Thursday, March 3, 2011

Phenomenal Woman #2

What woman was the first African-American woman to win the Nobel Prize for Literature?


Morrison began writing fiction as part of an informal group of poets and writers at Howard University who met to discuss their work. She went to one meeting with a short story about a black girl who longed to have blue eyes. The story later evolved into her first novel, The Bluest Eye (1970), which she wrote while raising two children and teaching at Howard.[4] In 2000 it was chosen as a selection for Oprah's Book Club.[6]

In 1975 her novel Sula (1973) was nominated for the National Book Award. Her third novel, Song of Solomon (1977), brought her national attention. The book was a main selection of the Book-of-the-Month Club, the first novel by a black writer to be so chosen since Richard Wright's Native Son in 1940. It won the National Book Critics Circle Award.

In 1987 Morrison's novel Beloved became a critical success. When the novel failed to win the National Book Award as well as the National Book Critics Circle Award, a number of writers protested over the omission.[4][7] Shortly afterward, it won the Pulitzer Prize for fiction and the American Book Award. Beloved was adapted into the 1998 film of the same name starring Oprah Winfrey and Danny Glover. Morrison later used Margaret Garner's life story again in an opera, Margaret Garner, with music by Richard Danielpour. In May 2006, The New York Times Book Review named Beloved the best American novel published in the previous twenty-five years.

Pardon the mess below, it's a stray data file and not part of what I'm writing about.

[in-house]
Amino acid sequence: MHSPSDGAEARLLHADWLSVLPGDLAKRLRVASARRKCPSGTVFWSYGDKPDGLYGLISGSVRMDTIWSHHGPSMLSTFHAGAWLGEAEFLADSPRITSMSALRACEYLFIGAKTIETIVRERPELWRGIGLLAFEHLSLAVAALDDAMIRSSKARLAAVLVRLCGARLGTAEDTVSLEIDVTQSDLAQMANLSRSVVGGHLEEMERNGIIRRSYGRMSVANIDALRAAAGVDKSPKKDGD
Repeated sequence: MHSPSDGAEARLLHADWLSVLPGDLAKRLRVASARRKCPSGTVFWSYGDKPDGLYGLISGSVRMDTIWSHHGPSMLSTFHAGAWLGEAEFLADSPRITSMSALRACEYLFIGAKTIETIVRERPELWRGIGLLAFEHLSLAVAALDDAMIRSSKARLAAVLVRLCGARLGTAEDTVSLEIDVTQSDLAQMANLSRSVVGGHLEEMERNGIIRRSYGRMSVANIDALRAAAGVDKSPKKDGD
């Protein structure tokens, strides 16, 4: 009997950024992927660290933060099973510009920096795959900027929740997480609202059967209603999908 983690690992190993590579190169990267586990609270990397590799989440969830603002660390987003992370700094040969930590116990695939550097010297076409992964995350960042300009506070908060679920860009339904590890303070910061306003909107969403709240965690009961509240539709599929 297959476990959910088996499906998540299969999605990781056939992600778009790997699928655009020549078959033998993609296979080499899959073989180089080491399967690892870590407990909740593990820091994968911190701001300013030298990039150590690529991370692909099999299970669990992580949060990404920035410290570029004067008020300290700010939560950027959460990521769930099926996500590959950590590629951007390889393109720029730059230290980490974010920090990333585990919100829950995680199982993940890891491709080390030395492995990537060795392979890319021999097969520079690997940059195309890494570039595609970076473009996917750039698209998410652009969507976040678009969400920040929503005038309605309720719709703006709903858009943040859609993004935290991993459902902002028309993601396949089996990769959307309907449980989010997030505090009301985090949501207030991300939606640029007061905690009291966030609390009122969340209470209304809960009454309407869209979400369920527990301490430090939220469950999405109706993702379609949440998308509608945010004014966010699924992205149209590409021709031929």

In 1993 Morrison was awarded the Nobel Prize in Literature. Her citation reads: Toni Morrison, "who in novels characterized by visionary force and poetic import, gives life to an essential aspect of American reality." Shortly afterwards, a fire destroyed her Rockland County, New York home.[2][8]

In 1996 the National Endowment for the Humanities selected Morrison for the Jefferson Lecture, the U.S. federal government's highest honor for achievement in the humanities.[9] Morrison's lecture, entitled "The Future of Time: Literature and Diminished Expectations,"[10] began with the aphorism, "Time, it seems, has no future," and cautioned against misuse of history to diminish expectations of the future.[11]

Morrison was honored with the 1996 National Book Foundation's Medal of Distinguished Contribution to American Letters, which is awarded to a writer "who has enriched our literary heritage over a life of service, or a corpus of work."[12]

Although her novels typically concentrate on black women, Morrison does not identify her works as feminist.[13] She has stated that she thinks "it's off-putting to some readers, who may feel that I'm involved in writing some kind of feminist tract. I don't subscribe to patriarchy, and I don't think it should be substituted with matriarchy. I think it's a question of equitable access, and opening doors to all sorts of things."[13]

In addition to her novels, Morrison has also co-written books for children with her younger son, Slade Morrison, who works as a painter and musician.

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